Forbidden fruit pot holders- sewing tutorial

In the previous post I showed you how to draft a pattern for this deliciously looking pot holders. Now it is a time to grab a tea or coffee and make one or two! Let’s dive in!

Sewing tutorial

Cut out all your pattern pieces as mentioned in the latest post.

Take heat resistant fabric and sandwich it between the main body pieces. Quilt it all over in desired lines or you can follow mine design. I took one piece of main body and using straight lines attached it to the heat resistant fabric following with sewing the other main piece to the other side quilting in straight lines that goes from side to side.

My pot holders are very colourful, so I picked the darkest color to be the base in case it gets dirty. Whenever you work with some kind of heat resistant material you need to remember that the shiny side of the fabric is the one that blocks the heat from getting in contact with your body, so make sure to always place facing away from your skin.

Once the main body is quilted you can take all four pocket pieces (mine are in two different colors) and using a basting stitch sew it around the edges within your seam allowance. If you need to stabilize it more do not be afraid to use some interfacing.

Using bias binding finish only the straight edge.

To make it easier do it in two steps, first unfold the tape and place it on top of the pocket stitching along the crease line. Next fold it over the to the other side ensuring the first stitch line is covered and top-stitch in place.

Place both pockets on top of the main body piece and hold it in place using pins. Sew around the edge with a long basting stitch.

Assembly your tab and leaf pieces next.

For my leaf I placed the leaf pattern pieces wrong sides together and using zig zag stitch sewn it together .

For the tab I folded it in half with right sides together, stitched it and using a safety pin turned the fabric inside out.

Place one end of a tab between pockets and baste it in place. Next following the same steps use bias binding to finish around the border.

For a clean finish start sewing the bias tape by folding about 1 cm inside and stitch around the first crease line finishing on top of the first fold.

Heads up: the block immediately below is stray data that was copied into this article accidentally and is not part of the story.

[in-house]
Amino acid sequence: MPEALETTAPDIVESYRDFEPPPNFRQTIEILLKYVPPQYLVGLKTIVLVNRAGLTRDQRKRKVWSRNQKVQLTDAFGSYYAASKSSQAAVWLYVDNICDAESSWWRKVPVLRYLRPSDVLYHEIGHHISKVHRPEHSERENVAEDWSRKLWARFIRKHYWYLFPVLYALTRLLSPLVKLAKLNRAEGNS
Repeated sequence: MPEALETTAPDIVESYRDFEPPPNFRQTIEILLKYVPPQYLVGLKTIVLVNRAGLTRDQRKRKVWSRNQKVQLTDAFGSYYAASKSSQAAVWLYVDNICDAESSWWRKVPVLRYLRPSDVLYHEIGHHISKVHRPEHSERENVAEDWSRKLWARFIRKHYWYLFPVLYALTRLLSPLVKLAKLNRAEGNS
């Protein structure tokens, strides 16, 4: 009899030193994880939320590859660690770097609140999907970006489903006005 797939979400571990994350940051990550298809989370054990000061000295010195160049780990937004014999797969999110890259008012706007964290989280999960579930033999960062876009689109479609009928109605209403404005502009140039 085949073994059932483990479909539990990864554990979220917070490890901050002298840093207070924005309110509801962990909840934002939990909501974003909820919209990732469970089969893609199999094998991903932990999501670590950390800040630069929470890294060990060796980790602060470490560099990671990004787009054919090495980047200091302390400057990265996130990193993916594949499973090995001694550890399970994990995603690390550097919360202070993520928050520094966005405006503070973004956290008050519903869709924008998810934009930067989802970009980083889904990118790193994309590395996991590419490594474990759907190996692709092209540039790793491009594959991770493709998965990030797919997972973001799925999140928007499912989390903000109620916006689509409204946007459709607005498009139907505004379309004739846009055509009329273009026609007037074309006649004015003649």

Turn the bias tape over to the back and tuck the other end of a tab underneath. Pin or hand baste to stop it from shifting and sew it with straight stitch in a ditch.

Pin one leaf in a preferred position and either stitch it on top of the zig zag or hand sew it to the main body.

Tadaaahhh, you are done with your make! Are we making a pie next???

~do you prefer to use oven gloves or pot holders while cookig/baking?~

Monika xxx

Forbidden fruit pot holders – pattern drafting

Hello! As promised today I will show you how to draft a simple pattern for a apple shaped pot holders, so you can make it as part of a matching set with oven gloves from previous post.

Apples are one of my favorite fruits, so I thought it would be fun to incorporate its shape into a decorative , but handy pot holders. However feel free to create a different shape if you prefer.

Pattern drafting

Fold a piece of paper in half and draw a shape that roughly resemble an apple ( or heart, pear, circle etc.) and cut it out. It needs to be bigger then your hand, because you will insert your hand when in use, plus you will need to add some bias binding at the edges, which will in turn decrease the opening size a little.

Fold the pattern in half and make a copy of its shape on a separate piece of paper.

Next, draw a slated line about 1cm from the top edge and 2-3cm at the bottom edge. This will be the pot holder opening to insert your hand, so you can make it bigger if you want to, but i would not recommend it any smaller, as it will be more difficult to put your hand inside.

Mark your pattern pieces, so you know exactly how many times it has to be cut out and from which fabric:

-potholder: cut twice from main fabric and once from heat resistant fabric

– potholder pocket: cut 4 times main fabric ( or 2 times main and 2 times lining fabric if using scraps), if your fabric is lightweight I would recommend interfacing your pocket pieces, so it holds it shape and gives more structure.

Draw a rectangle for a loop/ tap that will be an apples tail. You can angle it on side like I have done if you wish. It will be sewn on hold, so you only need to cut it once.

Last pattern piece will be our apples leaf, so fold the paper in half and draw a curved line. It’s shape and size really depends on you, so have fun with it. You can even make two or more different size leafs if you like it. Cut it twice for each leaf you want to make and use some interfacing again, if your fabric is soft or it drape.

As you can see the pattern pieces for an apple shaped potholder are completed. Now you can look through you leftover fabric to find a color combination that suits your aesthetics or desires. In the next post I will show you how to sew this lovely potholder.

~Have fun drafting you own patterns!~

Monika xxx